Body mass index (BMI) is a simple way of assessing a person’s height in relation to his or her weight. It is defined as the body weight divided by the square of the body height.
This sample app is a BMI calculator. As can be expected, creating a BMI calculator using Calcapp is straight-forward. To make things more interesting, though, we’ll explore a number of additional features in this blog post, including the ability to select what units to use (US customary units or metric units) and expressing the calculated BMI as a color.
Here’s a screenshot:
Run the app here. This app is available as the Sample: Body mass index (BMI) template in Calcapp Creator and you are encouraged to experiment with it as you read this blog post.
Selecting the units to use
The first field of the app, Units, is a text drop-down field allowing the user to select what units to use, US customary units (the US customary value) or metric units (the Metric value). Other parts of the app reference this drop-down field to determine what fields to make visible and what calculations to perform.
Entering the weight
Next are two fields, WeightMetric and WeightUs for entering a person’s weight, using US customary and metric units, respectively. Both use steppers to make it easy to experiment with different values. WeightMetric has this formula associated with its Visible property:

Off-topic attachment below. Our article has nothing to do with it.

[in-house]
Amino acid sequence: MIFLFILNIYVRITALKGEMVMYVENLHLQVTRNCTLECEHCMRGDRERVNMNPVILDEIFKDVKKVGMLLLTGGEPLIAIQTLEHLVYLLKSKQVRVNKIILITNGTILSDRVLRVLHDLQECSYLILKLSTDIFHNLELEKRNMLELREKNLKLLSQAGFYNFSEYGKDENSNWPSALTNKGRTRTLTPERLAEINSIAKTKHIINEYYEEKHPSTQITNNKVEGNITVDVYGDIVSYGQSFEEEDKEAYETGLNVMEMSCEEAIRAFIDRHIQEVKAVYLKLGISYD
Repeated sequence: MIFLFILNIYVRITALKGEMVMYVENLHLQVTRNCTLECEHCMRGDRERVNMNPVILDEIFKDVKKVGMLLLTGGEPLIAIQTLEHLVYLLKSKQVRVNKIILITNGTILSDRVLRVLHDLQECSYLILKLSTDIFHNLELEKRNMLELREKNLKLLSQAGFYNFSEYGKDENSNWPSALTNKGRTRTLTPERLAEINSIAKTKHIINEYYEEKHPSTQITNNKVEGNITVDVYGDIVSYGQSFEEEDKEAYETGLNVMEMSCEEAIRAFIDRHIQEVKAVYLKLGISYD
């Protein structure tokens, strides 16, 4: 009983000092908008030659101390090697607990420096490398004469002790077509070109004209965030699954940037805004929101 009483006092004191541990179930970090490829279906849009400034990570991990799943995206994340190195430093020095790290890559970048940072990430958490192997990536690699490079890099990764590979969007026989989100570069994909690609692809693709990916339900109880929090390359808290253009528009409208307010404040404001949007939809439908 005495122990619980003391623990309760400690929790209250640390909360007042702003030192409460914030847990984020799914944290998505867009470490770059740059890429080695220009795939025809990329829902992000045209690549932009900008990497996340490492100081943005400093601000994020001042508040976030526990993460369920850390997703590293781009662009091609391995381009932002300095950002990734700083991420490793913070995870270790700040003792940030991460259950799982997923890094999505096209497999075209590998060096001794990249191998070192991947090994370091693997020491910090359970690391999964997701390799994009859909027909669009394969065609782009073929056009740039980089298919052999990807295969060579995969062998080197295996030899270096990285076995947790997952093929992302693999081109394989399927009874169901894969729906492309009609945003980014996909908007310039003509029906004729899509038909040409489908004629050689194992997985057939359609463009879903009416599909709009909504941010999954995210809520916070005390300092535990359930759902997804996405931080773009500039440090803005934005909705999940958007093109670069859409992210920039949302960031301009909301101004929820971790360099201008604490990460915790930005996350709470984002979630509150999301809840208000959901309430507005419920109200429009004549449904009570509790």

…and WeightUs has this formula associated with its Visible property:
Units = "US
These two formulas ensure that the weight expressed in kilograms is only displayed if the user elects to use metric units and that the weight expressed in pounds is only displayed if the user wants to use US customary units. (To associate a property with a formula, press the fx button displayed next to it in the inspector.)
Next is a hidden field named WeightInKg, which holds the weight in kilograms, regardless of what units the user has opted to work with. (This field is referenced by the field performing the BMI calculation.)
Here’s the formula of the WeightInKg field:
IF(Units = "US
customary", CONVERT(WeightUs, "lbm", "kg"), WeightMetric)
The IF formula function is used to select a different formula depending on the units selected by the user. If the user opted for US customary units, the CONVERT function is used to do the conversion. Otherwise, the metric value entered by the user is used as-is.
Entering the height
If the user prefers working with metric units, he or she is expected to enter the height in centimeters into the HeightMetric field, which has an associated stepper. As can be expected, the Visible formula of this field reads as follows: